Not all books are for reading from cover to cover and then passing on to Oxfam; those large format books featuring blown-up photographs of pasta dishes or the Amalfi coast are useful for resting your plate of Singapore noodles on while watching television. Others are there solely for taking out of the bookcase on a whim to handle, to inhale the delicate perfume of ancient, foxed paper and to dip serendipitously into the contents. One of my favourites in the latter category is Gargantua and Pantagruel, or, to describe it properly:
The Works of Mr. Francis Rabelais, doctor in Physick containing five books of the lives, heroick deeds & sayings of GARGANTUA and his sonne PANTAGRUEL together with the Pantagrueline Prognostication, the Oracle of the Divine Bacbuc, and response of the bottle. Hereunto are annexed the Navigations unto the Sounding Isle and the Isle of the Apedefts : as likewise the Philosophical cream with a Limosin Epistle all done by Mr. Francis Rabelais in the French tongue and now faithfully translated into English.
London : Grant Richards, 1904. Two Quarto volumes, the first of 377 pages, the second of 350. Original full cloth binding with gilt lettering design on front boards and spines. Translation as that of the original of 1653.Copiously illustrated by W Heath Robinson. Minor soiling to cloth. Slight foxing of Pictorial endpapers.
This is a road book about father and son giants, a Renaissance carnival of grotesque fantasy, vulgar and exuberant, a mixture of Gulliver’s Travels, Mark Twain’s 1601 and Little Britain. Underneath, I understand there is a deeply satirical and humanistic study of the times, but just enjoy it for the bawdy brilliance of the writing, its orgy of debauchery, inventive insults and Heath Robinson’s marvellous illustrations. Catholic Monk and eminent physician, Rabelais succeeded in lampooning the very hands that fed him. He died censured but unpunished and his one line will reportedly stated ‘I have nothing, I owe a great deal and the rest I leave to the poor.’ The book was written between 1532 and 1564 in Classical French but it contains many words of Rabelais’ own fabrication, either in literal translation from the Latin or of his own invention. How did the book’s translators, Sir Thomas Urquhart and Peter Motteux, translate words that had never existed before? I can only guess that they invented new English words thereby enriching the English language as Rabelais had the French.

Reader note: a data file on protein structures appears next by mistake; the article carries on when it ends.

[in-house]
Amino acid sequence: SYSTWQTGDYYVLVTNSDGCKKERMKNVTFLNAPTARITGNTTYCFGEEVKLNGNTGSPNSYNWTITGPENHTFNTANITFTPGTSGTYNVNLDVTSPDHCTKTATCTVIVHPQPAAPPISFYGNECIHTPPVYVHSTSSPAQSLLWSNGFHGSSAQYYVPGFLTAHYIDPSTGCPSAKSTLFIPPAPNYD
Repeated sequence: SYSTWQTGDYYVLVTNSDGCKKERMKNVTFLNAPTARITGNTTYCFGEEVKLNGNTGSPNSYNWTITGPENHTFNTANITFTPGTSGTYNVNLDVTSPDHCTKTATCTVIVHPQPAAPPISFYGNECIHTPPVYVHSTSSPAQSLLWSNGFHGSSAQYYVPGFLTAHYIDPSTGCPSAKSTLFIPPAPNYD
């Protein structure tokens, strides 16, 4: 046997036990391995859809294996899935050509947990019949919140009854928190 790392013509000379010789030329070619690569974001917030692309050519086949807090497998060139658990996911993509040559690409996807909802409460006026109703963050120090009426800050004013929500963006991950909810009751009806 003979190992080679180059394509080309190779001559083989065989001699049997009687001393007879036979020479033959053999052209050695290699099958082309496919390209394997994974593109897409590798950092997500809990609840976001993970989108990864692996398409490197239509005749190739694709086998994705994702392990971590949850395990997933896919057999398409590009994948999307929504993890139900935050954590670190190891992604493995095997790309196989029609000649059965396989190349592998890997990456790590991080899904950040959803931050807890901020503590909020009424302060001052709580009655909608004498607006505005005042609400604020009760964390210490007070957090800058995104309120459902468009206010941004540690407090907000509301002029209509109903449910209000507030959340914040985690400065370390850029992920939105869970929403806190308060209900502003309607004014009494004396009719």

“Trinc, Trinc, By Bacchus, let us tope,
And tope again; for now I hope
To see some brawny juicy Rump,
And tickle’t with my carnal stump.”
“Thou, who canst Water turn to Wine,
Transform my Bum by Pow’r Divine
Into a Lantern, that may Light
My Neighbour in the darkest Night.”
A curious postscript occurred in 1995 when the four editors of ‘Rabelais’, the La Trobe University student magazine, published an article satirizing the distribution of wealth entitled ‘The Art of Shoplifting’. According to Green Left Weekly, Simon Crean, then Federal Minister for Education, was persuaded by the easily outraged John Laws to cut funding to the magazine and to refer the matter to the Victorian attorney-general. As a result the editors were charged with issuing an ‘objectionable publication’ and faced a maximum of 6 years in jail and fine of $72,000. Other student magazines from Australian Universities supported the editors of Rabelais by reprinting the article without prosecution. It was only after several appearances in the Federal and High courts and five years of campaigning between the morally outraged and the defenders of free speech that the Victorian Director of Public Prosecutions finally dropped the charges. Quel gaspillage!